Today, 3 July 2020, in Berlin, the German upper house approved new controversial rules on the welfare of sows. The weak ambitions of the German Federal agriculture ministry to put its own house in order casts a shadow over the sincerity of its EU-level commitments.
New German rules for sows
In Germany there are approximately 1.9 million sows – almost all of them caged. The majority spend nearly half of every year inside crates, in which they cannot even turn around.
The original amendments to the law, drafted by the German Federal agriculture ministry under Julia Klöckner, came repeatedly under fire by animal welfare activists. The proposal threatened to perpetuate the suffering for pregnant sows, legalising their confinement in such tiny spaces, that sows would not even be able to stretch their legs. The original draft amendments were also criticised for ignoring legal rulings for higher welfare standards.
While the final version of the new German rules is a slight improvement from the original proposal, the fact that the original ambitions were so low casts a shadow on what the German government plans to do at EU-level. Since Wednesday, 1 July 2020, Germany is at the helm of the EU’s rotating presidency and it has promised to spearhead higher animal welfare standards, such as an EU-level label on animal welfare.
“Looking at the debate over the new German standards for sows, we fear that Germany’s leadership of the rotating EU Presidency might cater more to the animal farming industry rather than seriously address the neglected needs of animals or respond to citizens’ expectations,” said Olga Kikou, Head of Compassion in World Farming EU.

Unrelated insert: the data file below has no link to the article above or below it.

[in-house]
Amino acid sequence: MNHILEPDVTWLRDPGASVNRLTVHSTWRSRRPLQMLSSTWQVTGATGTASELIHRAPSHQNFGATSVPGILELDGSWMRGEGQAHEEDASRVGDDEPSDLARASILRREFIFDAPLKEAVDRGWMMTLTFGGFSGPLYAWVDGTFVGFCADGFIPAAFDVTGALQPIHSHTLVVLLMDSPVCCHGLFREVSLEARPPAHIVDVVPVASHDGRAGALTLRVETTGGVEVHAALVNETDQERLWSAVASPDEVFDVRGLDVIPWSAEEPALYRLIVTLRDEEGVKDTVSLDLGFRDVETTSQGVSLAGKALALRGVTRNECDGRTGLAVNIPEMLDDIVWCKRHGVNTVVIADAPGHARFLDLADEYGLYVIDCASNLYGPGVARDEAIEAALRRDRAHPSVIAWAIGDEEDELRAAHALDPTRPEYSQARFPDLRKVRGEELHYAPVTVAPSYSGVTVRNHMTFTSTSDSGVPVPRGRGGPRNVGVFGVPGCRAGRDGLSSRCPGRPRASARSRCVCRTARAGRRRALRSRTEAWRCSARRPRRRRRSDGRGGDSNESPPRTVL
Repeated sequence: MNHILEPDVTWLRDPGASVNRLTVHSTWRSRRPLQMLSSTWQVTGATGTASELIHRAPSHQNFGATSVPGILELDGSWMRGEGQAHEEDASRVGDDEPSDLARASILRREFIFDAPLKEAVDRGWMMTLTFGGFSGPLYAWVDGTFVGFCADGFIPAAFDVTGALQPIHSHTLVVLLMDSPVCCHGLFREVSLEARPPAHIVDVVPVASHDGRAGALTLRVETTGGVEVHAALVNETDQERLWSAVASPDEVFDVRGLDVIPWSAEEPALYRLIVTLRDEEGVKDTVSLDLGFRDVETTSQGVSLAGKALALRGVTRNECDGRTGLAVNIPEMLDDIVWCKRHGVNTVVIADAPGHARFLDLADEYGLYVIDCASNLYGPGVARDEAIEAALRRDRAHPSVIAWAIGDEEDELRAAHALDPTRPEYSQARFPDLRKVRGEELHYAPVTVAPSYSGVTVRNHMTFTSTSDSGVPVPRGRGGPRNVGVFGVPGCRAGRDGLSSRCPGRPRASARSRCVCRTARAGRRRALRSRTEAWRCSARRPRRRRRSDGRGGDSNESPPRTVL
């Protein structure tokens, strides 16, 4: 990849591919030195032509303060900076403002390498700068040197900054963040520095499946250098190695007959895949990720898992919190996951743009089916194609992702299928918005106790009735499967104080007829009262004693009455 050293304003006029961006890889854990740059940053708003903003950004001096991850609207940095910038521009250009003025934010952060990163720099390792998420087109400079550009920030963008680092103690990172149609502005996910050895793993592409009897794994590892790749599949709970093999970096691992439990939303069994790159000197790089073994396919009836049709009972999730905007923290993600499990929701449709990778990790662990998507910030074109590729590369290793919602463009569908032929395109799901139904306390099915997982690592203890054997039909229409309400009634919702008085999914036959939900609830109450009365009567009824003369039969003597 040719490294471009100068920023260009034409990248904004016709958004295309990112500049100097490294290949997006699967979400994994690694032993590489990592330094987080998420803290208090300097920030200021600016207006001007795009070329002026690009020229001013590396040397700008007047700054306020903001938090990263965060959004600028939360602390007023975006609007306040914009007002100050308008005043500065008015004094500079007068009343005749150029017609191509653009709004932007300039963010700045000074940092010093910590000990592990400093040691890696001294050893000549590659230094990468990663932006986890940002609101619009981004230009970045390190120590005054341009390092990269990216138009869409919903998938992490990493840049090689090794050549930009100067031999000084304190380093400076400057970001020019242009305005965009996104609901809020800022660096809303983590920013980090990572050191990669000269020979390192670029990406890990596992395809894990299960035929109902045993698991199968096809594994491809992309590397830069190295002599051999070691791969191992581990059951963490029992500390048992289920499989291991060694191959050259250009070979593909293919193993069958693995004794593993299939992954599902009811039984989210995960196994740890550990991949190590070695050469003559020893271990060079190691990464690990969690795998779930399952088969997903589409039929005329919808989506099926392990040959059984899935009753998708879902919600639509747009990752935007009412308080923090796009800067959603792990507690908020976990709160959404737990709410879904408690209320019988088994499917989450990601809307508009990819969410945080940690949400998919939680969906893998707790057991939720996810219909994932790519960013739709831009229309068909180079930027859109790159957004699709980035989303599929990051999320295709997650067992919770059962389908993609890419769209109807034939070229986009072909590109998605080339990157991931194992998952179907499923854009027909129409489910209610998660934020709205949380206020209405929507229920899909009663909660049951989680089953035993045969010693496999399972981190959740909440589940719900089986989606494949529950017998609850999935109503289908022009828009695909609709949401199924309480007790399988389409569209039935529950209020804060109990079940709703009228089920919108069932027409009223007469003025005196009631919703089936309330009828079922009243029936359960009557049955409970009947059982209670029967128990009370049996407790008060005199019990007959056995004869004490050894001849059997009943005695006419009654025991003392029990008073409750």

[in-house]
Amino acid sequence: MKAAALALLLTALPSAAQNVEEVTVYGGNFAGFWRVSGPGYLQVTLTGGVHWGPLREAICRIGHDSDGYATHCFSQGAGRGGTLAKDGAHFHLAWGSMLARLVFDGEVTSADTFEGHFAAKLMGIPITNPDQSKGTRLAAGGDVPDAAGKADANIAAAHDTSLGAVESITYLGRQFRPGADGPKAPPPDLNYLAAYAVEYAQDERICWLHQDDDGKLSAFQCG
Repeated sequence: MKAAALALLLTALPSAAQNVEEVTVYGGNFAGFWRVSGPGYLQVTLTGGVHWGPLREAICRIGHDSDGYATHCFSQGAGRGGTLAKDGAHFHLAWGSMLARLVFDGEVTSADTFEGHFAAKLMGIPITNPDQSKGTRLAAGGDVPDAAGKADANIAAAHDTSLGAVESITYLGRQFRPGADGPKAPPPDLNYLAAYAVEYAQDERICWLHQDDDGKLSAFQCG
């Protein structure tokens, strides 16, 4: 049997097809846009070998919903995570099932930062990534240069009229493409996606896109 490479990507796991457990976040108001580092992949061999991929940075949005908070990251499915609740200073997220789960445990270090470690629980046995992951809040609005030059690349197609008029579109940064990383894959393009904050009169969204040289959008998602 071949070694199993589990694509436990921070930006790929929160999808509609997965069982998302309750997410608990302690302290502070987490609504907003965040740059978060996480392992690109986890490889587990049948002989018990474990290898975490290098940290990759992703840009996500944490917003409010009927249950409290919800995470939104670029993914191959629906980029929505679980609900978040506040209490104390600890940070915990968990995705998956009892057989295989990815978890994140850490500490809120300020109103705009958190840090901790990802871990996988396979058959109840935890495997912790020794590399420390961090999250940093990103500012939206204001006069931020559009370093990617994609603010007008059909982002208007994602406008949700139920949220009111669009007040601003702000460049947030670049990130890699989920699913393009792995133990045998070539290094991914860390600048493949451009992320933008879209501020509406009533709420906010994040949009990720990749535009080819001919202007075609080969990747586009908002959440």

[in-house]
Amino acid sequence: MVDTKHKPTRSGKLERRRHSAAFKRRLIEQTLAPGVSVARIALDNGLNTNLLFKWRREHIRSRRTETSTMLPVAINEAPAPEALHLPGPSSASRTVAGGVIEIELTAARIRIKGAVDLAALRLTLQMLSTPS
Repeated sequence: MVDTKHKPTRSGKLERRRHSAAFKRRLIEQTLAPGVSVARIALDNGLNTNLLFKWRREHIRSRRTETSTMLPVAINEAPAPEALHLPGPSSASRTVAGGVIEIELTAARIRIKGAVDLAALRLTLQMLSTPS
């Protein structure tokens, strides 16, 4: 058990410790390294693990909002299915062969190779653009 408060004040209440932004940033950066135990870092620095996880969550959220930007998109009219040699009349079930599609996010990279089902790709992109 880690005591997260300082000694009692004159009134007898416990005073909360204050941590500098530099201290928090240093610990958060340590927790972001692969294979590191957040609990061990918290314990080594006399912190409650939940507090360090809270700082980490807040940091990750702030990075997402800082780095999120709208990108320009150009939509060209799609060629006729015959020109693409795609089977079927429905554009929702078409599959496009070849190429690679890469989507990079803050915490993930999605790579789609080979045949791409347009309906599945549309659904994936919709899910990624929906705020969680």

“The EU is falling behind. Earlier this week, the U.S. state of Colorado passed a law banning all cages for hens, as well as all products with eggs that come from caged hens," Olga continued. "This is more progressive than what we have here in Europe. The EU should not fall behind. It must assert itself as a leader in setting the highest possible standards for the welfare of farmed animals.”
"At present, the German Government seems to have chosen to keep the status quo by paying lip service to the neglected needs of farmed animals," Olga concluded. "If Germany wants the European project to survive, it needs to show true leadership and listen to the calls of European citizens.”
Ending the Cage Age in Europe
EU law unfortunately still permits cages for pregnant and mother sows. There are over 12 million sows in the EU. Altogether, over 300 million hens, sows, rabbits, ducks, quail and calves are imprisoned in cages across the EU.
Since 2018, Compassion in World Farming has been leading a coalition of 170 organisations from across Europe to support the ‘End the Cage Age‘ European Citizens’ Initiative. Over the period of one year, the Initiative collected over 1.6 million signatures from all EU Member States, which is way above the minimum requirements. After verification by Member State authorities, the signatures will be submitted to the EU Commission, which will be legally obliged to decide whether to propose a new law to address the concerns of EU citizens.
For further information about sow stalls, farrowing crates and other systems for caging of farmed animals, please see our report on caged farming in the EU, available in Czech, Dutch, English, French, German, Greek, Italian, Polish and Spanish.